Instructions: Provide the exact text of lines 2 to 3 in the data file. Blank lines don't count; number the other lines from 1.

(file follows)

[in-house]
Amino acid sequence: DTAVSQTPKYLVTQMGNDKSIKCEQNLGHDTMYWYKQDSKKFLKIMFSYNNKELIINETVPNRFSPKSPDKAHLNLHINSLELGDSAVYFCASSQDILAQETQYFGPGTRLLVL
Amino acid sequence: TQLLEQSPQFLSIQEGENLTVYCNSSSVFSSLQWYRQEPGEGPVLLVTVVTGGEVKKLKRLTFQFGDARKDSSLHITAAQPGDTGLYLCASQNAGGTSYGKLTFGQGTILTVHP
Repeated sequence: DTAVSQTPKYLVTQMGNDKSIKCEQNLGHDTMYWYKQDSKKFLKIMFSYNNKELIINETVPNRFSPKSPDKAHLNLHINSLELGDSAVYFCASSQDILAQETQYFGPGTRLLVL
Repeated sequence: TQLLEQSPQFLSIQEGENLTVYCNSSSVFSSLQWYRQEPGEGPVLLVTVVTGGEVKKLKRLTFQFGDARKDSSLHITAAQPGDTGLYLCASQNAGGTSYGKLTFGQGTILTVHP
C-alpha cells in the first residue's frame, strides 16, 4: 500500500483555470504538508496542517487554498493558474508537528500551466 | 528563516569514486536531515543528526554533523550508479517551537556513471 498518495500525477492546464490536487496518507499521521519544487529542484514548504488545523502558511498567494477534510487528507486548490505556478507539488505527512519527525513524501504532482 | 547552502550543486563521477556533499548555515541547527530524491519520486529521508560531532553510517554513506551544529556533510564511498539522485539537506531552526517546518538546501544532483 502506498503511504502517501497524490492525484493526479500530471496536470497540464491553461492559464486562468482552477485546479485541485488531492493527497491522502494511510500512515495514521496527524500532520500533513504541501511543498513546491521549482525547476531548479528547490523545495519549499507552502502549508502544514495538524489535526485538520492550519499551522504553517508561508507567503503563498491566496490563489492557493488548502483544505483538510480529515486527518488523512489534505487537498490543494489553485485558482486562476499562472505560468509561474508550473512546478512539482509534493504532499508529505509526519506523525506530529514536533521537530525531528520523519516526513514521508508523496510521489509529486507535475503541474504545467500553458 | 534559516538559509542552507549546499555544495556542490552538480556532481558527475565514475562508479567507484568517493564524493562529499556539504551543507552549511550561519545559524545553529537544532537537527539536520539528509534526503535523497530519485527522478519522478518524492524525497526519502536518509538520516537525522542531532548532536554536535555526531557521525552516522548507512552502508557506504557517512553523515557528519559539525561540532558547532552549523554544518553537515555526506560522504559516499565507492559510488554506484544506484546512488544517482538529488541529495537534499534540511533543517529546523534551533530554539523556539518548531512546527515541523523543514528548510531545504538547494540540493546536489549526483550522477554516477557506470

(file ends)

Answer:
Amino acid sequence: DTAVSQTPKYLVTQMGNDKSIKCEQNLGHDTMYWYKQDSKKFLKIMFSYNNKELIINETVPNRFSPKSPDKAHLNLHINSLELGDSAVYFCASSQDILAQETQYFGPGTRLLVL
Amino acid sequence: TQLLEQSPQFLSIQEGENLTVYCNSSSVFSSLQWYRQEPGEGPVLLVTVVTGGEVKKLKRLTFQFGDARKDSSLHITAAQPGDTGLYLCASQNAGGTSYGKLTFGQGTILTVHP